First, keep in mind shared goals. While the Athar member might resent the paladin's protection or the cleric's healing, if it helps accomplish a goal for the party (such as slaying the frost giant jarl), it might not really matter. Presumably, both the Athar member and the divine character can see the benefit in joining forces for a common goal. Alignment plays into this as well. Even if the Athar member dislikes all gods, if both she and the party invoker of Corellon are Good, the two probably share broad goals of helping others, just disagreeing on how best to help them, and they can both readily agree that Lolth and her machinations need to be stopped.

Second, keep in mind the fiction of the game. D&D gods are pretty well-defined in D&D as being entities that are capable of being killed without throwing the world into tumult, or obliterating the souls of the dead, or anything apocalyptic like that. A faithful priest knows too well that there were dead gods during the Dawn War, at least. So even if a devout Avenger believes fully that the Raven Queen should be obeyed, that she has power over death, and should have that power, that devout Avenger should be aware that this is not the immutable state of things.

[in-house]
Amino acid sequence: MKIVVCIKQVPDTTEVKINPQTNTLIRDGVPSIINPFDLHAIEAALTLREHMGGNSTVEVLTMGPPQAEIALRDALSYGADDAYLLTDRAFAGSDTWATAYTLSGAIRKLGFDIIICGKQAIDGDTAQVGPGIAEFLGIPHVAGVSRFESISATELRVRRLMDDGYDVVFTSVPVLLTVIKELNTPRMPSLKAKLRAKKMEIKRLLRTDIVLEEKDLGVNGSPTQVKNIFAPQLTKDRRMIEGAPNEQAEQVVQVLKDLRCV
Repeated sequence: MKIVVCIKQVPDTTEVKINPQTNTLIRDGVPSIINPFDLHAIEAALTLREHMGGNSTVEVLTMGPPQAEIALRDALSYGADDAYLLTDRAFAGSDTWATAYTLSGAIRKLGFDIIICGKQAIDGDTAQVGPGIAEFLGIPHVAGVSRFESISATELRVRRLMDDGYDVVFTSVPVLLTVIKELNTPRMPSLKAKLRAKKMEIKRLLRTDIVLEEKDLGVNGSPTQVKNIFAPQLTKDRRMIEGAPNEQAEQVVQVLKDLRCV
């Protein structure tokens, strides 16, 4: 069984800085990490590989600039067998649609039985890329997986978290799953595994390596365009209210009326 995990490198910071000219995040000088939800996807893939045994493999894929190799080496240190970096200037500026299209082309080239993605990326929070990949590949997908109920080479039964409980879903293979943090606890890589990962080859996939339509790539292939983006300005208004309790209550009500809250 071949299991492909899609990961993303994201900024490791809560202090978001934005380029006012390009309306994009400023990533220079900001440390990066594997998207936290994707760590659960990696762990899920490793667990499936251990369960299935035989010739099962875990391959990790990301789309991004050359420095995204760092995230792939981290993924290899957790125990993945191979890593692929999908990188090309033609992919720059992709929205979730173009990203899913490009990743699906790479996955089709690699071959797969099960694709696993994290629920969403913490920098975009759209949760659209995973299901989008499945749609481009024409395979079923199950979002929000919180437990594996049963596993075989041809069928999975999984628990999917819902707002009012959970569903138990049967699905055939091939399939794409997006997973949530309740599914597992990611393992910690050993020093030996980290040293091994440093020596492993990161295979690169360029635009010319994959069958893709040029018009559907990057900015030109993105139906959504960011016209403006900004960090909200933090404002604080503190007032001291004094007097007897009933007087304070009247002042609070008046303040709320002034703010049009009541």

Third, keep in mind that the Athar doesn't necessarily demand that the message of the gods is ignored. An Athar member is perfectly capable of agreeing with a paladin of Bahamut that protecting the weak is a worthy goal. They simply don't believe that Bahamut has an exclusive right to that goal: anyone can protect the weak. Bahamut may even be one of the best creatures to protect the weak. It's not the message they disagree with, it's the way Bahamut shares power. They would have no problem with Bahamut as a powerful dragon whose knights helped protect the weak, as long as Bahamut wasn't demanding worship, sacrifice, prayers, souls, and other religious trappings. Bahamut can be a great leader and a powerful force for good without being a god. The Athar want Bahamut to respect those beneath him, and to defend not only their bodies, but their freedom to be their own people, with a right to life and autonomy as much as Bahamut has those rights. This may not be a message that Bahamut (or his faithful) really disagrees with, in the end. By Epic level, the Athar member might just be the one whom Bahamut is listening to. This doesn't mean that the paladin in the party can't be Bahamut's Vessel for their own Epic Destiny, it just might mean re-thinking what that means a bit, that rather than service to a god, the paladin serves the causes the ex-god supports, namely, protecting the weak. This is something Bahamut helps empower the paladin to pursue. Even if Bahamut doesn't demand worship and sacrifice any more, he is a powerful ally in the struggle to that the paladin is on.